07-20-2011 04:59 PM
Say you have a data set with Vars A,B,C,D,E and it is proc sorted by A,B,C then you create subsets (new data sets) from that original data set but never change the original sorted data. Later on I need my original data set to be sorted by A,B isn't it already sorted by A,B since I sorted by A,B,C originally? I am taking over a piece of code at work at the data set takes a long time to sort (lots of data) and I noticed it is sorted twice and I was hoping to eliminate the second sort. Thanks in advance.
07-20-2011 05:26 PM
Yes if you sort by A B C it is by definition sorted by A B. I find that most programmers SORT way too much. It is important to remember that SORTED does not necessarily mean that data was created by PROC SORT. For example PROCS that use CLASS statements created summary data that is sorted by the CLASS variables in most cases. It is good to learn and exploit ways to created or maintain data in sorted order.
07-21-2011 06:17 AM
Obviously in Null's examples these outputs are sorted by definition, but this could help especially if you're using data created outside your own program.
07-21-2011 10:57 AM
PRESORTED would be a good place to start. The OP could modify the existing program with the option on the SORTS and measure any performance difference. It might be enough increase to be "good enough", without having to rewrite everything which would require a good bit of testing. Depends on the app and level of risk, I reckon.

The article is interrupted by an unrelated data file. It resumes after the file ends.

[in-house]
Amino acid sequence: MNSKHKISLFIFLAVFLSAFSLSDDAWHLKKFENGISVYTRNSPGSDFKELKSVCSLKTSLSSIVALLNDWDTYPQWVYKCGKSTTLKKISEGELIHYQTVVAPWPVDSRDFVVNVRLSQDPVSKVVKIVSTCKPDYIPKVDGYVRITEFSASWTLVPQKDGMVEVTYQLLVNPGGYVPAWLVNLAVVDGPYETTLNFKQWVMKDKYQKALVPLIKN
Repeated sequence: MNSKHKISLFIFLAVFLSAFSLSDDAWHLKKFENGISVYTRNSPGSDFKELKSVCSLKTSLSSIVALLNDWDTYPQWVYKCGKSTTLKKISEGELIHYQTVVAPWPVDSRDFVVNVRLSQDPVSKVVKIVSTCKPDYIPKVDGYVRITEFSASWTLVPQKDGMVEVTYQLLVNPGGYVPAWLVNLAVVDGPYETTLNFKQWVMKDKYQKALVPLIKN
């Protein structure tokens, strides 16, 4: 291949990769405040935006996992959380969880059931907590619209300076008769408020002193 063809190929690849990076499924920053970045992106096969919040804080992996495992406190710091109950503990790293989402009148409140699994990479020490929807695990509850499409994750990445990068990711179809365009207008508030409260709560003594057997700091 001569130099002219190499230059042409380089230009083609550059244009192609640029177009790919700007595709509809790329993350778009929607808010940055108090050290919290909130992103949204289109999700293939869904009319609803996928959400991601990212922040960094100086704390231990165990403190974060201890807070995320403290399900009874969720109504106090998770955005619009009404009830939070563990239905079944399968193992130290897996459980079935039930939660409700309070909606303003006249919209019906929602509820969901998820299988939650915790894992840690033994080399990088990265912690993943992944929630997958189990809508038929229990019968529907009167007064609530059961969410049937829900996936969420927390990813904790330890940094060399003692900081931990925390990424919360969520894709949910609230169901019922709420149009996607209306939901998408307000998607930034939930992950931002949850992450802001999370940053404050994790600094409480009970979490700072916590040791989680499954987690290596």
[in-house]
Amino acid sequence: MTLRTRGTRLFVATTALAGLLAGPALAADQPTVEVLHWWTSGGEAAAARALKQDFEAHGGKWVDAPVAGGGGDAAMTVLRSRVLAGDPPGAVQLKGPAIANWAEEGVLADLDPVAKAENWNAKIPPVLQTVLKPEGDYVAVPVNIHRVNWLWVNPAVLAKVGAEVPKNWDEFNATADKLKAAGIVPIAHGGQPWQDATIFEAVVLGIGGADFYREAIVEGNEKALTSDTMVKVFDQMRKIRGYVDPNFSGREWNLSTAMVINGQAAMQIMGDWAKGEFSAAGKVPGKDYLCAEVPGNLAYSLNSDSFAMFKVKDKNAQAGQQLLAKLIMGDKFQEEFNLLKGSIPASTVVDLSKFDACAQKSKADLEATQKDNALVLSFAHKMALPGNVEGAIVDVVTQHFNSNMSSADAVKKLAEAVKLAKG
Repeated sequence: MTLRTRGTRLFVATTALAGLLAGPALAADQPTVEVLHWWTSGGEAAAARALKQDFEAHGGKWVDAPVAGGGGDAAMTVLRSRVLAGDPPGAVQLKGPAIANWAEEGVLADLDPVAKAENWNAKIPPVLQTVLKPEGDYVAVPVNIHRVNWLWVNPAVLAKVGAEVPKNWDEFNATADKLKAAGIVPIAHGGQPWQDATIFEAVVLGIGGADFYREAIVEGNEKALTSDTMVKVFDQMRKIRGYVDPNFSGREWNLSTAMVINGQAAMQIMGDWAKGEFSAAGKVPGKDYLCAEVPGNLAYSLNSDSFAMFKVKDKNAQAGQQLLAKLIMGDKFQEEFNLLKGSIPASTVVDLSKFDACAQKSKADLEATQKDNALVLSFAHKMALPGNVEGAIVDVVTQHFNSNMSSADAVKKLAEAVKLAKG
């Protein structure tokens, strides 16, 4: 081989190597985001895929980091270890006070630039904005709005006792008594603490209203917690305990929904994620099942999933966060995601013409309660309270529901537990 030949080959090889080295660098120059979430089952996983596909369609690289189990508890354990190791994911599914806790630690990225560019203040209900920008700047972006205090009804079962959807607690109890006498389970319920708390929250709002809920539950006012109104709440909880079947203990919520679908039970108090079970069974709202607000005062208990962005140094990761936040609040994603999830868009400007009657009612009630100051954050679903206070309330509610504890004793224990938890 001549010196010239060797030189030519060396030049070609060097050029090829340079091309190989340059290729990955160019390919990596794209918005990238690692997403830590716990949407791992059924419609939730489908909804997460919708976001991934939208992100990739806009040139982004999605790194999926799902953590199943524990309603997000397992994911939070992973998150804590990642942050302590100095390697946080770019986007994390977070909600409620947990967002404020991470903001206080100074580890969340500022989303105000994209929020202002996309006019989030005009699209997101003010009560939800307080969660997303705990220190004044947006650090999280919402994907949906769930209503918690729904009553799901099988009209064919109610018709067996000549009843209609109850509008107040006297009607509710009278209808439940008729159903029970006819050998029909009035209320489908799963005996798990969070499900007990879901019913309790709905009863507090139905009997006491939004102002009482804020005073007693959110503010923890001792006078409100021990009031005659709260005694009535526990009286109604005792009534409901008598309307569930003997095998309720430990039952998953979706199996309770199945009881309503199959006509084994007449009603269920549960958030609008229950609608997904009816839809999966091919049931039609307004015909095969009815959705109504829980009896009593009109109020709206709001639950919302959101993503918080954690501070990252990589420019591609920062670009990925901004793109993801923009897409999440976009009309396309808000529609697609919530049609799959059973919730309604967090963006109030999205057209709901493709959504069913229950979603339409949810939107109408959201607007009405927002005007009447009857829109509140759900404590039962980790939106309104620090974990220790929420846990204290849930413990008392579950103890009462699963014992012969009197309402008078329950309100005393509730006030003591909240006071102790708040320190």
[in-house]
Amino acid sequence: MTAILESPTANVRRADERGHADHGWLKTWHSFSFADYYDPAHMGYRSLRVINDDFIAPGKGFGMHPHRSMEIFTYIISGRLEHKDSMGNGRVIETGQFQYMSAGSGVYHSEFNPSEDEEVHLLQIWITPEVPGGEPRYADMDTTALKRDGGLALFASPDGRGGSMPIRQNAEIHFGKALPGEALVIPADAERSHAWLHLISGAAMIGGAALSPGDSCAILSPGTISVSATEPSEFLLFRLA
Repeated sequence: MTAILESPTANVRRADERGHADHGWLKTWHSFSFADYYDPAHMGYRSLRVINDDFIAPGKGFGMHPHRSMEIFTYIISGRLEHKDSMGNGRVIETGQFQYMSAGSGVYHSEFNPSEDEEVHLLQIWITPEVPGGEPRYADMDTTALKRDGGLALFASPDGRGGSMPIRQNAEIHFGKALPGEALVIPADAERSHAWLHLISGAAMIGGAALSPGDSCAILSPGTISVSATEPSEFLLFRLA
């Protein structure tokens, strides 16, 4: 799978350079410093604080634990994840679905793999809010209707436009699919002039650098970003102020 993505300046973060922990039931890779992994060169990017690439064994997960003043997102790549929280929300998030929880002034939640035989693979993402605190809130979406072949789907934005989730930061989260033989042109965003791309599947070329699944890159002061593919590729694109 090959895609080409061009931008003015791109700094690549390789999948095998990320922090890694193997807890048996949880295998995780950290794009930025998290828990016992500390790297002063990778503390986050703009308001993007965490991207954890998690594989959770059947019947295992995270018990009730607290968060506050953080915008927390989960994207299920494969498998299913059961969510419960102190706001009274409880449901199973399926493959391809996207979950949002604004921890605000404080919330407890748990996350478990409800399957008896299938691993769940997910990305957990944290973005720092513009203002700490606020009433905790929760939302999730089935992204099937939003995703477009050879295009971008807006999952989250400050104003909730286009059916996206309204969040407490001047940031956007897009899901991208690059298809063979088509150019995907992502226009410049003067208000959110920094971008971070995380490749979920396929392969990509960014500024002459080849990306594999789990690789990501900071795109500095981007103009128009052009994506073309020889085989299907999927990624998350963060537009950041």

07-22-2011 12:34 PM
If you want to avoid to sort a dataset more than once ,the best way is to create a index for the datasets,then you will never use proc sort to pre -order the dataset before by statement.
And it is a good way to use large table especially.
07-22-2011 02:02 PM
As others have pointed out, it should already be sorted.
You can easily let SAS know that it's sorted by setting the sortedBy= data set option. This can be useful when creating subsets of the parent data set that you ABSOLUTELY KNOW ARE STILL IN THE SORT ORDER. Here is the syntax:
data junk (sortedBy= i x);
do i = 1 to 10;
proc contents data = junk;
Skipping redundant sorts is usually the best way to gain effeciency in code, but do yourself a big favor and comment the hell out of it
Good luck. -s www.sascoders.com